Management books and gurus scream “prioritize or perish.”
Do enterprises know their priorities – not just directional priorities but daily priorities that need to be acted upon? In ever changing dynamic business environment, are the enterprise resources being spend on priorities which matter?
Identification of priorities need to happen at the speed of market force changes – be it competition, regulations, politics, economy or technological disruptions. Enterprises are not monolithic constructs where information flow does not have any loss in translation. In fact, enterprises are made of human beings who are very diverse in their skills, roles, locations, dispositions and motivations. These human beings are the ones who need to employ the right resources for the right priorities to ensure enterprise effectiveness. Hence helping them understand the priorities is the first step; if they understand, they are likely to act on them.
Of late, organizations face voluminous data that hit them at velocities that are difficult to consume. Leaders and teams look at the same data and perceive different priorities based on their cognitive ability. This problems is more acute in large, distributed, multi-tiered and complex organizations which span across nations.
So there has to be a simple tool which represents data in a manner where the priorities become evident for all without having to spend too much effort in understanding or translating it for others. Visualization tools which represents both data and insights in a simple manner (pictures of data) is one such tool. If there is a way for someone to understand the daily actionable priorities irrespective of how disconnected they are from the data; it revolutionizes organizational effectiveness.
Case in point is one of our customers whose sales teams are distributed across geographies and who sell products at various levels of daily discounts based on markets and competition. Conveying to these teams their daily priorities based on ever changing market conditions can reek of confusion and ineffectiveness unless they get clear & unambiguous directives. These directives can be deftly conveyed with the help of visualization tools.
There are several examples where visualizations have helped leaders and teams prioritize the most impactful actions from data deluge which were masking the key priorities before. A few examples of such visualizations are discussed below:
Figure 1: Consumer Products Weekly Output. Cleary shows that “orange” needs attention.
A large consumer products company with over 35 products and with 3 channels – Direct, Stores and Partners, needed to have weekly priorities and actions identified. They come together as a team on Monday morning conference calls. Not only the data was voluminous, data changed every week and priorities were hard to decipher and convey. The simple visualization (Figure 1) “where to focus” was understood by all. Focus on the “orange” essentially prepared everyone for action without loss in translation. Week on weekly when such visualization outputs were given, priorities became evident for all. Conversations and confusions were lesser; effectiveness higher.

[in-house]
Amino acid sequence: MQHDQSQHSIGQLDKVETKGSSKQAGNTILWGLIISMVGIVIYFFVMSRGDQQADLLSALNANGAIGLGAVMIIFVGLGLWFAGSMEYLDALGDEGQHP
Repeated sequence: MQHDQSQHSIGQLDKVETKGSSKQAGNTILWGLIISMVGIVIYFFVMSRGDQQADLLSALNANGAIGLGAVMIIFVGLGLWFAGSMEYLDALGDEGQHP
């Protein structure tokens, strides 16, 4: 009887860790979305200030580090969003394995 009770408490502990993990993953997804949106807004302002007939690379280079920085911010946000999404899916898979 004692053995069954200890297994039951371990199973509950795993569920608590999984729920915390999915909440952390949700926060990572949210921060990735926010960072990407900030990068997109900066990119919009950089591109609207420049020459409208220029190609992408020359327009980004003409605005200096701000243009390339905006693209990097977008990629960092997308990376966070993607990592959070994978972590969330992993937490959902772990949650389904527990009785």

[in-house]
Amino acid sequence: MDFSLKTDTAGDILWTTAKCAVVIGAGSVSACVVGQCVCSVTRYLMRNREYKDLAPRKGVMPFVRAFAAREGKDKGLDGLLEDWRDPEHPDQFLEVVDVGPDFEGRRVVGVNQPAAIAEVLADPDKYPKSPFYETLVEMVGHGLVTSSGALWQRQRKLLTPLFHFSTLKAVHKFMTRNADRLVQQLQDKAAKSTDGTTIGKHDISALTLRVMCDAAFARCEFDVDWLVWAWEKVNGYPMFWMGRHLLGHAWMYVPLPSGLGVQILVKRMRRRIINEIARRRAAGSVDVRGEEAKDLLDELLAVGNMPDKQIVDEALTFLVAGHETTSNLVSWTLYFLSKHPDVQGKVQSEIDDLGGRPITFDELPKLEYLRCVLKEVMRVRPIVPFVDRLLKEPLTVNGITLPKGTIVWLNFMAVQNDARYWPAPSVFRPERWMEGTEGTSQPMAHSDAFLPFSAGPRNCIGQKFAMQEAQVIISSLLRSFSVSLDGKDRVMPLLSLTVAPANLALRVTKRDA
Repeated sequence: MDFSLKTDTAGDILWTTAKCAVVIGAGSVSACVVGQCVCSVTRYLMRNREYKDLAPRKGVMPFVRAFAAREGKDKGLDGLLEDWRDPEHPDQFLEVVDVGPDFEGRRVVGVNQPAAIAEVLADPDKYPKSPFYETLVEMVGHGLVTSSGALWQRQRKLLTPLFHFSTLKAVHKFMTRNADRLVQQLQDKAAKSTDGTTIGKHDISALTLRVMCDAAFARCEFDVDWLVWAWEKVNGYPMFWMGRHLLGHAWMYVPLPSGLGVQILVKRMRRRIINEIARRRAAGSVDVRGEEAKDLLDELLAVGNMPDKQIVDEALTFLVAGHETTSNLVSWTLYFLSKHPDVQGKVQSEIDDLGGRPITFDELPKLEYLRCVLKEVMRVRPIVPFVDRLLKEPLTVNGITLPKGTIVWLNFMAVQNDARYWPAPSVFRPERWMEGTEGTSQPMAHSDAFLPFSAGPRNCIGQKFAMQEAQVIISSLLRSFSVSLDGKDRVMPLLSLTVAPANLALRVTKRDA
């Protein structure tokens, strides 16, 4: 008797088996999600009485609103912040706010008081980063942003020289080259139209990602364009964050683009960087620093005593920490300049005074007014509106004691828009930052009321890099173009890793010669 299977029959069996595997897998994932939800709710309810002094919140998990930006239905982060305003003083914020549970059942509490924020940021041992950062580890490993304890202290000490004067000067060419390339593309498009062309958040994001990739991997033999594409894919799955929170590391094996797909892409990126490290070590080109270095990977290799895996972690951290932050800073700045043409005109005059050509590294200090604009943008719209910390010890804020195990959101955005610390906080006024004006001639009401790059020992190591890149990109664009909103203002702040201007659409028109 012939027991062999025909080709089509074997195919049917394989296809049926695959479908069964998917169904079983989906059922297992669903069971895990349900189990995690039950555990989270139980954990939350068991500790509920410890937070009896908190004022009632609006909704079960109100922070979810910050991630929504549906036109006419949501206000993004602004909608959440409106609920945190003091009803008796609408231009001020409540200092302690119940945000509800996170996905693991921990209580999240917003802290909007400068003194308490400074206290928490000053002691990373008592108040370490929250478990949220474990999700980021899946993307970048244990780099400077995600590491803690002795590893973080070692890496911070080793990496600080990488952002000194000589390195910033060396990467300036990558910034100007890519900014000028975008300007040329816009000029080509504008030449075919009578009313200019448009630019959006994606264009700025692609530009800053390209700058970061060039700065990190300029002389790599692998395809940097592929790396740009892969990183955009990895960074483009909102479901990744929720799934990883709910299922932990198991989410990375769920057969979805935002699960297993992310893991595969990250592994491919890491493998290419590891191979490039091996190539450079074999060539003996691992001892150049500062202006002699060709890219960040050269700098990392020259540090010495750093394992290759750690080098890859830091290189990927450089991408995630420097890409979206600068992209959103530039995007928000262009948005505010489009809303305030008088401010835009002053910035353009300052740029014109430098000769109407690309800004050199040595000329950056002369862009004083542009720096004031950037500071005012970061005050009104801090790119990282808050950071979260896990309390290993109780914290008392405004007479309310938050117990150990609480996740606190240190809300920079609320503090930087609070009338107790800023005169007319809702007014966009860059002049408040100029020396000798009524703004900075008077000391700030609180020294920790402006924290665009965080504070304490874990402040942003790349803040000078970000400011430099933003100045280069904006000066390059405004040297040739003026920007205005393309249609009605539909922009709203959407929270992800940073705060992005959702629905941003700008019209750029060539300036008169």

Figure 2: Loan Portfolio Defaulters. “Personal and Foreign” needs prioritized attention.
A leading bank wants to act on the loan defaulters fast. “Personal” and ”Foreign”needs immediate attention. Also there are some items like “LG” which needs pre-emptive actions. Not much time is wasted in conveying these and actions needed squarely falls on people responsible for it since they understood these priorities clearly.
Figure 3: Far East, Deep South & Far North are the priorities
Geographical distribution of any parameter on a map clearly conveys which items are beyond threshold and which are within tolerance limits. Far East, Deep South and Far North immediate attention becomes evident for all.
Figure 4: Here, on one dashboard several parameters have been represented. A second group of boxes are further breakdown of the groups in the first line. A few things are clear from this visual, “Renewal Revenues” are falling (loss of existing customers) and “Activation Count” are also falling (new customer acquisition are slowing down).
Figure 5: Wednesday Sales is a concern.
Sales revenue of this food industry giant is below average on all Wednesdays. It is evident from this visual that the company need to reprioritize Wednesday sales strategies.
Figure 6: Air quality comparison between 2 days. Left: Week Days, Right: Weekend
Air quality comparison between 2 days of a city clearly shows Weekdays around 9 AM and around 6 AM needs prioritized attention from the authorities.
In all the above examples, with the help of simple visualizations the priorities were conveyed which helped all to understand where the focus should be. All these examples are non-intrusive – as in, Gramener did not expect customer’s to change anything at their end – be it workflow, be it data collection & dissemination, be it technology. Gramener simply used the existing data and provided visualizations for quick prioritization.
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Anand has advised and designed IT systems for organisations such as the Aditya Birla Group, Citigroup, Honda, ICICI, IBM, Oracle, RBS & SAP, Steelcase, Tesco, etc. He has an MBA from IIM Bangalore with two gold medals and a B.Tech from IIT Madras. He has worked at IBM, Lehman Brothers, The Boston Consulting Group , Infosys Consulting and co-founded Gramener where he is Chief Data Scientist. He blogs at s-anand.net.